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Tuesday, March 28, 2006

Snoring Linked With Lower Mental Development Scores in Infants

NEW YORK (Reuters Health) Mar 24 - Infants with snoring-related respiratory arousal have lower scores on standardized mental development assessments, the results of a study published in the March issue of Pediatrics suggest. Exposure to secondhand cigarette smoke may contribute to the deleterious effects of infant snoring.

"The link between sleep-disordered breathing and neurocognitive functioning in preschool and school-aged children now has been established clearly," Drs. Hawley E. Montgomery-Downs, of West Virginia University, Morgantown, and David Gozal of the University of Louisville in Kentucky point out.

In their study, the researchers assessed the potential association between snoring and decrements in developmental performance among 35 healthy infants. The possible contribution of exposure to cigarette smoke was also examined. The infants (mean age 8.2 months) underwent full overnight polysomnography recordings, and were administered the Bayley Scales of Infant Development, including the Mental Developmental Index.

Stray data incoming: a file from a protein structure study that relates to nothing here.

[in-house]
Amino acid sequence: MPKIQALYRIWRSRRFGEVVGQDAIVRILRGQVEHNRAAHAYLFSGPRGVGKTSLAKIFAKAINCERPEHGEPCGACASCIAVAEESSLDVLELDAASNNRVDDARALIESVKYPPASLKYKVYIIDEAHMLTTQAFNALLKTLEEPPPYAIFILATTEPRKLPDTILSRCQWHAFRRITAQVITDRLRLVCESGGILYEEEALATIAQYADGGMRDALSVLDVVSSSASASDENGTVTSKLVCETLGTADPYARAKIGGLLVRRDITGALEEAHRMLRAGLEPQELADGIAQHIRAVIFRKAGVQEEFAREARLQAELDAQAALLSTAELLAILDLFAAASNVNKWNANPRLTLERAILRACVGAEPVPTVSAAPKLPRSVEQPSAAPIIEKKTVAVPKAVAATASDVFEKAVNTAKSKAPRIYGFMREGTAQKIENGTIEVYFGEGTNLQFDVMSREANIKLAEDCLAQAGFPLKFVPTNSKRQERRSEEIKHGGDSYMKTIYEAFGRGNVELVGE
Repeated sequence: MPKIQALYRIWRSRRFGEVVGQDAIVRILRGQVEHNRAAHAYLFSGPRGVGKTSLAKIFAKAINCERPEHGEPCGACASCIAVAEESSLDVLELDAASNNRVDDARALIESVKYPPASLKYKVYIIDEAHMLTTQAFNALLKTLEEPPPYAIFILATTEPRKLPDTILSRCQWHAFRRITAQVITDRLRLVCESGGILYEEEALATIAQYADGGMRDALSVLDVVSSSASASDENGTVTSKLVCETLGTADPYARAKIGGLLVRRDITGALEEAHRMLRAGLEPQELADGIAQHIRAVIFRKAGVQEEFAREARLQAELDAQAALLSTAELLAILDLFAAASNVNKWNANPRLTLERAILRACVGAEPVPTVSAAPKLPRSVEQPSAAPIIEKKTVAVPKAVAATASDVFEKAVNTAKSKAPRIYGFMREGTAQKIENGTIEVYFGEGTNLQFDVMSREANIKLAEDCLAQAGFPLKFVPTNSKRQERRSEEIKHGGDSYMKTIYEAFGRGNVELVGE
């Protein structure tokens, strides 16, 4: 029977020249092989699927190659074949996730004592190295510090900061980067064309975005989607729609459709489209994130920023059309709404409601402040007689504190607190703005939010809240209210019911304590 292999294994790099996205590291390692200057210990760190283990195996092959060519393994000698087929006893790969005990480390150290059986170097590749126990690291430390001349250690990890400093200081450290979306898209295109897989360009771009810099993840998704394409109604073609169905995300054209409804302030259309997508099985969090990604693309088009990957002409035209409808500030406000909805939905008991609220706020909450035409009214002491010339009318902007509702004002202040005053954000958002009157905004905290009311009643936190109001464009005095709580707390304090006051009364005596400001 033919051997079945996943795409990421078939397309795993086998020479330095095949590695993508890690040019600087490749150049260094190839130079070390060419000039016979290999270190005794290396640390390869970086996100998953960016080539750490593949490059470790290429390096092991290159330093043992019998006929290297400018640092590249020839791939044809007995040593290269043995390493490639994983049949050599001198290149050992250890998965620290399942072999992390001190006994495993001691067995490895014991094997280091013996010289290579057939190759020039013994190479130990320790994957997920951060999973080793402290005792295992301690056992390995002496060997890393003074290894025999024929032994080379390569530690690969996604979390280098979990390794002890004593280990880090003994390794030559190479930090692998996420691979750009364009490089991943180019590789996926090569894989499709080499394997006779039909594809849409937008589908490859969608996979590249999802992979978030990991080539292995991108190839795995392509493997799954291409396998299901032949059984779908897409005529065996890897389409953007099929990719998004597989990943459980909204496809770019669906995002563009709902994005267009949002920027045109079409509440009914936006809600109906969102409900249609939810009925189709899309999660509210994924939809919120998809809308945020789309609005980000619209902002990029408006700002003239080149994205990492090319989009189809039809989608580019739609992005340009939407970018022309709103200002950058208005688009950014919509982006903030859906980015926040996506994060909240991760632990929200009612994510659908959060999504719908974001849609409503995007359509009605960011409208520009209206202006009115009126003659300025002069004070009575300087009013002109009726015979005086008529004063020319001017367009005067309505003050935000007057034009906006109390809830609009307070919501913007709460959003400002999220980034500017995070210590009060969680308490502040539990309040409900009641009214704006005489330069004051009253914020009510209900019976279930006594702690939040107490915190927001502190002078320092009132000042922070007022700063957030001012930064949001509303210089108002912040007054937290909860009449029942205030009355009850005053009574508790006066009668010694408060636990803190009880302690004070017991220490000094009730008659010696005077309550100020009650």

Respiratory arousal index was significantly negatively correlated with Mental Development Index and snoring-associated arousals accounted exclusively for this association. No significant correlation was found between Mental Development Index score and spontaneous arousals, arousals associated with episodes of central apnea or oxyhemoglobin desaturation. All infants had an apnea-hypopnea index of 0.

Thirty-three percent of the infants were from a home in which at least one parent smoked. Infants from smoking households were more likely to snore and significantly more likely to have respiratory-related arousals. However, no significant differences on Mental Development Index scores were seen between infants from smoking or non-smoking households.

"This study and others clearly support the need for identification and evaluation of the youngest children with recognizable risk factors for sleep disordered breathing," the authors conclude. "This may pose a formidable challenge when we consider that the symptoms of sleep disordered breathing, such as snoring, are less frequently the presenting complaint in such children when compared with associated comorbidities, such as recurrent upper respiratory tract infections and delays in growth and development."



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